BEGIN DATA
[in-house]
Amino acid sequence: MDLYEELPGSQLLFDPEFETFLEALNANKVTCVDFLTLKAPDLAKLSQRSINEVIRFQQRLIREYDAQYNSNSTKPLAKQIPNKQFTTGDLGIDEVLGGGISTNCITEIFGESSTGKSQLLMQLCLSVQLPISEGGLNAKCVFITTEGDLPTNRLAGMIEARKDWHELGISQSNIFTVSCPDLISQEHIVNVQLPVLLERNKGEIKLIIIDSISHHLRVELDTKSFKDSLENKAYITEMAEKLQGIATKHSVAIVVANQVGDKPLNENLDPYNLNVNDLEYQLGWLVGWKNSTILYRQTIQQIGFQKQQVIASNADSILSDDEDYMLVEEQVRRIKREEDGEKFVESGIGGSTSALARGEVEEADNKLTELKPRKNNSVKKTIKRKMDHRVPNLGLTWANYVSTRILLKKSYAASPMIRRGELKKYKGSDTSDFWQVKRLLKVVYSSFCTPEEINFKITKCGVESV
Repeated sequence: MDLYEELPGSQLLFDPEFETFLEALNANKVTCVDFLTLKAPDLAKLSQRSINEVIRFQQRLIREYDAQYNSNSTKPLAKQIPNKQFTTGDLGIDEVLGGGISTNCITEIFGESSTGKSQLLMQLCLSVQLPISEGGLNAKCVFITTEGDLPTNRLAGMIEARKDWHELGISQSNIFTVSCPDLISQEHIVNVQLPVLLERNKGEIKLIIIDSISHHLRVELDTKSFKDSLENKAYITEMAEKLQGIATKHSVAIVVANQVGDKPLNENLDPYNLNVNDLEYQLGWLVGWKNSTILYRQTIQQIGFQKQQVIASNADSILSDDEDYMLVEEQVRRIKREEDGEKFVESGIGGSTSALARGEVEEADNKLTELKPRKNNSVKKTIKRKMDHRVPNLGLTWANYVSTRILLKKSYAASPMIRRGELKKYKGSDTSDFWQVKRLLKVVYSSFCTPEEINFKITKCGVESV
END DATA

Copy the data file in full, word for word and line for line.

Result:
[in-house]
Amino acid sequence: MDLYEELPGSQLLFDPEFETFLEALNANKVTCVDFLTLKAPDLAKLSQRSINEVIRFQQRLIREYDAQYNSNSTKPLAKQIPNKQFTTGDLGIDEVLGGGISTNCITEIFGESSTGKSQLLMQLCLSVQLPISEGGLNAKCVFITTEGDLPTNRLAGMIEARKDWHELGISQSNIFTVSCPDLISQEHIVNVQLPVLLERNKGEIKLIIIDSISHHLRVELDTKSFKDSLENKAYITEMAEKLQGIATKHSVAIVVANQVGDKPLNENLDPYNLNVNDLEYQLGWLVGWKNSTILYRQTIQQIGFQKQQVIASNADSILSDDEDYMLVEEQVRRIKREEDGEKFVESGIGGSTSALARGEVEEADNKLTELKPRKNNSVKKTIKRKMDHRVPNLGLTWANYVSTRILLKKSYAASPMIRRGELKKYKGSDTSDFWQVKRLLKVVYSSFCTPEEINFKITKCGVESV
Repeated sequence: MDLYEELPGSQLLFDPEFETFLEALNANKVTCVDFLTLKAPDLAKLSQRSINEVIRFQQRLIREYDAQYNSNSTKPLAKQIPNKQFTTGDLGIDEVLGGGISTNCITEIFGESSTGKSQLLMQLCLSVQLPISEGGLNAKCVFITTEGDLPTNRLAGMIEARKDWHELGISQSNIFTVSCPDLISQEHIVNVQLPVLLERNKGEIKLIIIDSISHHLRVELDTKSFKDSLENKAYITEMAEKLQGIATKHSVAIVVANQVGDKPLNENLDPYNLNVNDLEYQLGWLVGWKNSTILYRQTIQQIGFQKQQVIASNADSILSDDEDYMLVEEQVRRIKREEDGEKFVESGIGGSTSALARGEVEEADNKLTELKPRKNNSVKKTIKRKMDHRVPNLGLTWANYVSTRILLKKSYAASPMIRRGELKKYKGSDTSDFWQVKRLLKVVYSSFCTPEEINFKITKCGVESV